-Do what we want because we’re Britain and we’re big.
-Nah, we’re good, but you can always leave if it’s that important to you… :D
Once you reveal your big master play is shooting yourself in the foot, threatening people with your big master play loses some of it’s oomph.
And I don’t know about the specifics of your situation, but Britain has tools that it could use to deport EU nationals who aren’t working, who are being a drain. It just opts not to use them, probably because it’s expensive.
And of course, we’re still waiting to see if Britain can revoke Article 50 unilaterally, there’s supposed to be a ECJ ruling on that coming up, though I’d bet first on a non deal pride is a difficult thing to go against.
May is deluded at this point if she thinks her worst of both worlds Brexit is going to fly. I dont see how she can stay as PM.
Today, in fact.
Notes from the hearing (NB written up by/for the petitioners). My gut feeling is that the petitioners would win on the substance but will lose on standing. But I don’t claim any expertise in ECJ jurisprudence.
If the ECJ rules that the UK can take back Artcle 50 all by itself, well, at the very least we can be sure there will be changes to the process, since it’s dumb as hell that countries can go “I’m leaving, gimme a deal! No? Guess I’ll stay then…”.
The court seemed to be exploring options other than unanimous consent for preventing abuse like that. Doesn’t mean they’ll opt for something else of course.
Even if it doesn’t, the Commission and Council are now on record as saying revocation is possible with unanimous consent, so there’s a clear legal path to Remain which isn’t exit and re-entry.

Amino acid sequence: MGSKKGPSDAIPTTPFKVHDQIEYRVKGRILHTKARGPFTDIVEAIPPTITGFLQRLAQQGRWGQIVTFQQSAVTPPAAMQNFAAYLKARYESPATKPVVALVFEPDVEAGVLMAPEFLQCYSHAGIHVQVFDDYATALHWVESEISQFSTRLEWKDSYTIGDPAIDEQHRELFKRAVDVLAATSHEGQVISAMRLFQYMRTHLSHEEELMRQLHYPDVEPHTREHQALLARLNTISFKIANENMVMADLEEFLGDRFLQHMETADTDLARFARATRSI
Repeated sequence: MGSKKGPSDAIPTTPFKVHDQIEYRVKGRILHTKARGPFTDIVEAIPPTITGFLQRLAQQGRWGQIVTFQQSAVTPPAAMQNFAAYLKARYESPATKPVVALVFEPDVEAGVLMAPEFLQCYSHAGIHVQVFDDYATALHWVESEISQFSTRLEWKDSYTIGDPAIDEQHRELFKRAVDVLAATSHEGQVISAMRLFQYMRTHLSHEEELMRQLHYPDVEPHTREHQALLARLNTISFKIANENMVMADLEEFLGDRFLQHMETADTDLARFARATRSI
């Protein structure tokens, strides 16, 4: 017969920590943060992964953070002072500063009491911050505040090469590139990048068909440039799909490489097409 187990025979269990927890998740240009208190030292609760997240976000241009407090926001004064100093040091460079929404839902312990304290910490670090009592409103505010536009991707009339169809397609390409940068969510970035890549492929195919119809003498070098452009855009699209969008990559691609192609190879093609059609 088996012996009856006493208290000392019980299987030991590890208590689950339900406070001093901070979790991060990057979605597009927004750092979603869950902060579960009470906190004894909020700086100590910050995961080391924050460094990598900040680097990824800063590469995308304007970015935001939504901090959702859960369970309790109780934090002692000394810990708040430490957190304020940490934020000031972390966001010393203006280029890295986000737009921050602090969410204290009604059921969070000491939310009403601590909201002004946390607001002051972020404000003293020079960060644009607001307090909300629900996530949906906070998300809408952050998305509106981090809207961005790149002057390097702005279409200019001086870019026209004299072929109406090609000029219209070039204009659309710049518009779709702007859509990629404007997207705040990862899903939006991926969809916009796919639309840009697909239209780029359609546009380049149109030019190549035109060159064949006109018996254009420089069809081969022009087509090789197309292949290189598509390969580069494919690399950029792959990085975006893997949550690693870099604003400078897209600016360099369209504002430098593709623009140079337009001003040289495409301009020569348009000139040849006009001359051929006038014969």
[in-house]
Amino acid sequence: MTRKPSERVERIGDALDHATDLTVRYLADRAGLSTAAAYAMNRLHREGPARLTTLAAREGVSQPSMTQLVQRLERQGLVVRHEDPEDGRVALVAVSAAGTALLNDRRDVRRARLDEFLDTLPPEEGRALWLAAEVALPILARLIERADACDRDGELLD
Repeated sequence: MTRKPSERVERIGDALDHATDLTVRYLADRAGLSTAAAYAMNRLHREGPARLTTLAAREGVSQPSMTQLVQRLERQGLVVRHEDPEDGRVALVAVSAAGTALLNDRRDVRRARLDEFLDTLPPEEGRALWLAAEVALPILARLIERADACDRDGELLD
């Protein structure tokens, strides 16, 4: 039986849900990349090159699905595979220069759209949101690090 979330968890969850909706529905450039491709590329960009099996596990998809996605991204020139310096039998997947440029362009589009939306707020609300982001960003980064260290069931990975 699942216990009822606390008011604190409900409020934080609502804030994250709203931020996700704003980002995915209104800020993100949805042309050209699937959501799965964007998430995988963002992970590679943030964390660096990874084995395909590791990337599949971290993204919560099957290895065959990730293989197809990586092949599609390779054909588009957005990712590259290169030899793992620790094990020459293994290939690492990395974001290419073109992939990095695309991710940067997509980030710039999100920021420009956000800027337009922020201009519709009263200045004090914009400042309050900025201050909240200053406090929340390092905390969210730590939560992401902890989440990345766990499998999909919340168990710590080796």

Why is that dumb? And once the example is set that you won’t get the deal you want, why would anyone voluntarily take on the upheaval to gamble for nothing?
Because you either turn Article 50 into a non event “the EU never agrees to anything with leaving countries, all leaving is in the hardest conditions possible” or every country will eventually take it’s turn at leaving to see if it gets a more acceptable deal than what they currently have. Endless leaving attempts, either going forward or not depending on what the rest of the EU offers at the time.
There is no doubt at all about what the EU will offer leaving members, there never has been. The very best deal a leaving member will ever get is Norway, and if Norway is politically unacceptable to the leaving member (precisely because it contains conditions the leaving country is leaving to avoid), then they’ll get a WTA agreement and, perhaps later, something like Canada. For the EU to take any other approach with leaving members — to give them free trade without the other freedoms, for example — is to invite them to leave, and the EU will not do that.
The UK has gotten 2 years of political and economic chaos and uncertainty in order to discover what was predicted all along: That the EU will not let them have their cake and eat it too. No other sane country is going to do this, even if the UK were now allowed to change their mind and remain. This is doubly true because the rest of them are in the currency union. Imagine the insanity in the UK if they had to unravel that knot, too.